On top of that, there was Romário. In his biography, Ostermann chalks the souring of relations between Felipão and the ace from Rio to an incident that led to a basic loss of trust. Romário asked to be excused from the Copa América due to an eye surgery, but he went to Mexico to play for Vasco during the same period and then went on vacation in the Caribbean. Felipão began leaving him off his list, to the fury of many fans and journalists, especially in Rio de Janeiro. The coach’s alleged reasons were always tactical. If Ostermann’s version is correct, then Felipão left out the true motive – the breach of trust. Juca Kfouri thinks that the key factor was purely pragmatic: “Romário was a foreign element in the Felipão family.” The coach intuited that he would be more of a hindrance than a help, and put his chips on the Ronaldos and Rivaldo. Kfouri, like many, believes that the road to Brazil’s fifth World Cup title would have been much easier with the presence of the current federal deputy, who has been a ferocious critic of the irregularities around the hosting of this year’s Cup in Brazil. His press agent informed me that he would not speak about Felipão.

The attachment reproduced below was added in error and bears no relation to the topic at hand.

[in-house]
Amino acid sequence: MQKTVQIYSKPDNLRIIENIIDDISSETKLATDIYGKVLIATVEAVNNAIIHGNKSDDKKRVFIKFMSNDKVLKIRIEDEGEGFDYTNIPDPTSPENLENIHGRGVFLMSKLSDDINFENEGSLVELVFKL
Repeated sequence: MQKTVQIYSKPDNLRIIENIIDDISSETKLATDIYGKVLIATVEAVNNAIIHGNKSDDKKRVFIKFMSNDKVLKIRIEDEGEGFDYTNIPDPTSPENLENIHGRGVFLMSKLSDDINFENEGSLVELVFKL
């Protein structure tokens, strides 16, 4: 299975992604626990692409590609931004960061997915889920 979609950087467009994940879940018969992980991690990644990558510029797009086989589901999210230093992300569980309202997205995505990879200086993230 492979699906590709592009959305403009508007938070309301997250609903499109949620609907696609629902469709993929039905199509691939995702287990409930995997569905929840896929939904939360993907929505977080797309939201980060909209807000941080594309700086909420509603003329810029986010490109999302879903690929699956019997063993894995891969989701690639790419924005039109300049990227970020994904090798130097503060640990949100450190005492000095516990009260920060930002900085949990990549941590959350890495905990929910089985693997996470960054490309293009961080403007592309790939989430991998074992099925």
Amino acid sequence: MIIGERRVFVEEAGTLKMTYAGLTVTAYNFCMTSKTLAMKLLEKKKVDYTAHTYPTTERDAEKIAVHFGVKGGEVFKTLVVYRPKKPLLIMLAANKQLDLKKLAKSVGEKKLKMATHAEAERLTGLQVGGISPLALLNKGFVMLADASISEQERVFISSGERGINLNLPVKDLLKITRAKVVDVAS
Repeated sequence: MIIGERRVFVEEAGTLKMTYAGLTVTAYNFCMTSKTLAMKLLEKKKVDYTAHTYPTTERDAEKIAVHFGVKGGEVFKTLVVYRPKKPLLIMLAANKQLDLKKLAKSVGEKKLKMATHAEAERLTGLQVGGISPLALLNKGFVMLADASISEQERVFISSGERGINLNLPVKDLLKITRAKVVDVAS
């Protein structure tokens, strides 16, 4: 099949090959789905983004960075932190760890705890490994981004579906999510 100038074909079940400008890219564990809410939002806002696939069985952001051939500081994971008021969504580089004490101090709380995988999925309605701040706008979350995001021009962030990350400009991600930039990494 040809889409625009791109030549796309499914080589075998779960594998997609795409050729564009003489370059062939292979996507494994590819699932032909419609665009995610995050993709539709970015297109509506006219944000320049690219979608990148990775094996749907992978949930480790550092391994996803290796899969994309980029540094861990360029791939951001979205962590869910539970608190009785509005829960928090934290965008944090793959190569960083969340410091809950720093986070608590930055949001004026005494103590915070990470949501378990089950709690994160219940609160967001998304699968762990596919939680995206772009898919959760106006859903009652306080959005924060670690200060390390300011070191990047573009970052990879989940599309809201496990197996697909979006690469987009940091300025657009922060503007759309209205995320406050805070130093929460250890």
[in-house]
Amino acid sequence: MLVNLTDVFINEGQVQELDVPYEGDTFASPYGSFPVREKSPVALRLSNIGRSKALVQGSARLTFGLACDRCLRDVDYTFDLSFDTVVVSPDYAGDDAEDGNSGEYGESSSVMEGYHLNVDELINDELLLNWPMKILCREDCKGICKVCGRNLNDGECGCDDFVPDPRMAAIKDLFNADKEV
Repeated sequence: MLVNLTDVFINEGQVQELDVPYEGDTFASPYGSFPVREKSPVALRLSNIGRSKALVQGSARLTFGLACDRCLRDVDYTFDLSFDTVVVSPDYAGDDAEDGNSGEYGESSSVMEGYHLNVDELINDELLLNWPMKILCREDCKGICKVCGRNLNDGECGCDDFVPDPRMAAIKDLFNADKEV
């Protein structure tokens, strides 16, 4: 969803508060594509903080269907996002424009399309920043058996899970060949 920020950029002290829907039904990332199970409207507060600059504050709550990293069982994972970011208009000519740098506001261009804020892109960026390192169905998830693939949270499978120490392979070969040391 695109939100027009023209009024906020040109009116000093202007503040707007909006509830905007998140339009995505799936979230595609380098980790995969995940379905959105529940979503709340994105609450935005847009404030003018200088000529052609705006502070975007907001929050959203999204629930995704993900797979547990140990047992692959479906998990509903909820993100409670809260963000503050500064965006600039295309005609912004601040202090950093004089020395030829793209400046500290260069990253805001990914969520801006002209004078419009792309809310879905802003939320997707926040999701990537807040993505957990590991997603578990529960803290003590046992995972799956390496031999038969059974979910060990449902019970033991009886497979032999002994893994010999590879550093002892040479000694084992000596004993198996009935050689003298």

In his book Veneno Remédio: o Futebol e o Brasil [Poison/Cure: Football and Brazil], José Miguel Wisnik writes that the charismatic style of Felipão’s work in 2002 lent the campaign “more of the tone of an efficient administration of human resources than of preparation for a tactical sequence of chess games on the field.” The Felipão style clashed head-on with public opinion, but worked magic with the athletes. “Felipão didn’t seem to intimidate the players or distance them with the schematic, theoretical coldness of a coach like Parreira, the myth- and title-laden manias of grandeur of a coach like Zagallo, or the dandyism of a coach like Vanderlei Luxemborgo,” Wisnik writes.